Speakers at a government event have called for more innovative business models to enable the IoT to live up to its potential.
Speaking at the Westminster e-forum event Tom Rebbeck, from Analysys Masons, said IoT revenues for tech companies that have launched themselves into the IoT space, such as Intel, were hovering at below 5% as a proportion of total sales.
Rebbeck said: "We're mostly talking fitness tracking, smart metering, smart parking and fleet management.
"There are more complex systems, such as Nest, but these are the exception today.
"Radical business models are rare. It's all about how the IoT will save you money on your existing systems, and reduce operating expense through monitoring and predictive maintenance. This is not to criticise, but it raises a challenge in how the IoT is sold. As a result, movement to innovative business models is slow."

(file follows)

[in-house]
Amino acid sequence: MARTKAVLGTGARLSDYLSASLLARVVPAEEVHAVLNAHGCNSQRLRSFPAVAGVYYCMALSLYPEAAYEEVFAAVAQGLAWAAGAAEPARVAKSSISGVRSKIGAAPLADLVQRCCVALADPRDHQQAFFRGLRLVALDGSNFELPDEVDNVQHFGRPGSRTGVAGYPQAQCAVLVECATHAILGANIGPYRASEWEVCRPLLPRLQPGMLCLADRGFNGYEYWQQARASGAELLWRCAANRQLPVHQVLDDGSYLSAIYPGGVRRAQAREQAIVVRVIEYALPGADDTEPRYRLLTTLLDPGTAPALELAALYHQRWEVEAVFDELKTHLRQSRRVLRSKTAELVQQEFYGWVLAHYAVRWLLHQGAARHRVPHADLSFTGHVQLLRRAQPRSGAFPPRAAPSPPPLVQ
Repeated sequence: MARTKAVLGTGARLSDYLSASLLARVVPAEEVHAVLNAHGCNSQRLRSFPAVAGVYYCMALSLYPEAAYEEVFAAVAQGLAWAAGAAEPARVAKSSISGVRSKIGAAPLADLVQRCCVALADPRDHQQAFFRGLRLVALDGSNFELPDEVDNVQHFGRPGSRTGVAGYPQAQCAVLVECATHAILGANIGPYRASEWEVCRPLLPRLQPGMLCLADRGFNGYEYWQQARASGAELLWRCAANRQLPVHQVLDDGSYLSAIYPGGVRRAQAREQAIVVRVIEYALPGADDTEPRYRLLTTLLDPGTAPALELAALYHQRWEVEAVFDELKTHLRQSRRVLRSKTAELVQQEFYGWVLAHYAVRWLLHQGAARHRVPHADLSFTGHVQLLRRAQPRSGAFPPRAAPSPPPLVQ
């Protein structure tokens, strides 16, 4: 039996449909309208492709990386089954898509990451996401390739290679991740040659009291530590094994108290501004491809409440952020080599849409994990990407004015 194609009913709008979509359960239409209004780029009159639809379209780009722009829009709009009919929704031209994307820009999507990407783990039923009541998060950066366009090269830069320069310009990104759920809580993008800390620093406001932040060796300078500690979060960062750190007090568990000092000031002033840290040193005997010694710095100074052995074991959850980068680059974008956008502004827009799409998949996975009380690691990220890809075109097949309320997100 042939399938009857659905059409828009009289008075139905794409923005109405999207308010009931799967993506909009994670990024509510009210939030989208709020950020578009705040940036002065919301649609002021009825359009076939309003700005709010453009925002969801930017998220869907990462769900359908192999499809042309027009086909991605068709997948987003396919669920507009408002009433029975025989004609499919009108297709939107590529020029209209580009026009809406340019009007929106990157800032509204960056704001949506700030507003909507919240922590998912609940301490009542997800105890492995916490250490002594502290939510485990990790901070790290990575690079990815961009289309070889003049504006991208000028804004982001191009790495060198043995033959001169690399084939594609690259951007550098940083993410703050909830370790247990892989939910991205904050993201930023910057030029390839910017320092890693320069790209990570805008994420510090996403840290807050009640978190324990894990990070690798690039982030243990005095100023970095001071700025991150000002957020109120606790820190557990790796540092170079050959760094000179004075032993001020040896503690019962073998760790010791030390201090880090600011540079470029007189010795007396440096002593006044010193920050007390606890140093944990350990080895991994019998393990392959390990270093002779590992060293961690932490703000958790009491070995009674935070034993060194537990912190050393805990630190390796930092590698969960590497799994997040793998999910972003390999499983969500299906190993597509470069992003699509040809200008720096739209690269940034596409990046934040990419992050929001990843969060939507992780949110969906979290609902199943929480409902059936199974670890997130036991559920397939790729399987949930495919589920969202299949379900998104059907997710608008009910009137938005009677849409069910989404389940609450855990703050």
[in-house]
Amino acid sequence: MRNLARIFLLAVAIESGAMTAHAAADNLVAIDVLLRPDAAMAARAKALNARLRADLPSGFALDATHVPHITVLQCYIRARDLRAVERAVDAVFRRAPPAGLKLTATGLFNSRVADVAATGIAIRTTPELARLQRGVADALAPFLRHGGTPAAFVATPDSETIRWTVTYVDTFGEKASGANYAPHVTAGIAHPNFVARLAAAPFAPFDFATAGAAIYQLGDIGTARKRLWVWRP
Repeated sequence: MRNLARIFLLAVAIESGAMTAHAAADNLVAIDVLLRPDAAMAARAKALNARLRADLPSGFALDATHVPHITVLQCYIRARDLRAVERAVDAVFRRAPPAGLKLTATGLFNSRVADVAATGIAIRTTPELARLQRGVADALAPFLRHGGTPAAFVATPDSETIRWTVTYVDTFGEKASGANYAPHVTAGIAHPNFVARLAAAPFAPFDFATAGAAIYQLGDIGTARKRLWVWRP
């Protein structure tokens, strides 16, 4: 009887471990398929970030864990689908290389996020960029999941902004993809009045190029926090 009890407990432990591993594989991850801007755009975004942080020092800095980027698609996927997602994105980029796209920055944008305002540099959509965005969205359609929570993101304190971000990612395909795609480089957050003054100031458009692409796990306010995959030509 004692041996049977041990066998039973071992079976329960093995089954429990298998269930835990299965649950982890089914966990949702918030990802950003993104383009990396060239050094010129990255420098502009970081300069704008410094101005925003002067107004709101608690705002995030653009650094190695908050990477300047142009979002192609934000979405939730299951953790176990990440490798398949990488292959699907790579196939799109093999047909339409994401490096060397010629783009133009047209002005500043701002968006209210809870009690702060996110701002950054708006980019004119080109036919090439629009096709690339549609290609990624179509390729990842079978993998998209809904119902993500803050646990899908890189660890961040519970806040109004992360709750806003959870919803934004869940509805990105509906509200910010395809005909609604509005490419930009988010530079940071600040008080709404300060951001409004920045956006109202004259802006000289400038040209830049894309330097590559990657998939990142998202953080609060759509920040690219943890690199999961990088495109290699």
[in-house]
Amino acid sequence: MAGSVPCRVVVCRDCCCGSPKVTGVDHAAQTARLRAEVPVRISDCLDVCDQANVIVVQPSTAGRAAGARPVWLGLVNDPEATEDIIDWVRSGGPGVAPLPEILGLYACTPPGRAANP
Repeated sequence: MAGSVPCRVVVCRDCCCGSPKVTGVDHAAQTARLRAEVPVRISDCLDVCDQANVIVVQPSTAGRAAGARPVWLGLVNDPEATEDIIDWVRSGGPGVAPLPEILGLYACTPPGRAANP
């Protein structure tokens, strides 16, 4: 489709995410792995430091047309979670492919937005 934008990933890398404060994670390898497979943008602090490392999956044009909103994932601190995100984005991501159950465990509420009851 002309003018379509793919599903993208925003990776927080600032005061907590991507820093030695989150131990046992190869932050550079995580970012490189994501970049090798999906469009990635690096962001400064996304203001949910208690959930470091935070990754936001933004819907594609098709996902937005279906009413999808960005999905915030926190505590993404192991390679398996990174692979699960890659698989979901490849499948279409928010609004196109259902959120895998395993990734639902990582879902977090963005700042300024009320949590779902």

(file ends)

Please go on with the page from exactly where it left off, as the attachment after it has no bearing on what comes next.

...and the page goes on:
Gary Barnett, a software analyst at Ovum, agreed that the bulk of IoT use cases over the next 10 years would be merely offering incremental improvements.
Roger Bickerstaff, partner at law firm Bird and Bird, raised questions about the future funding models for IoT and suggested there would be three sources of IoT funding. For example, corporate equity from the likes of Google and venture capital investors, which would come in handy for the initial startup and development stages of IoT projects.
Event chairman, Matt Warman, said the government needed a proper digital strategy to tackle both these issues and more general problems such as digital skills which are holding back the IT industry.
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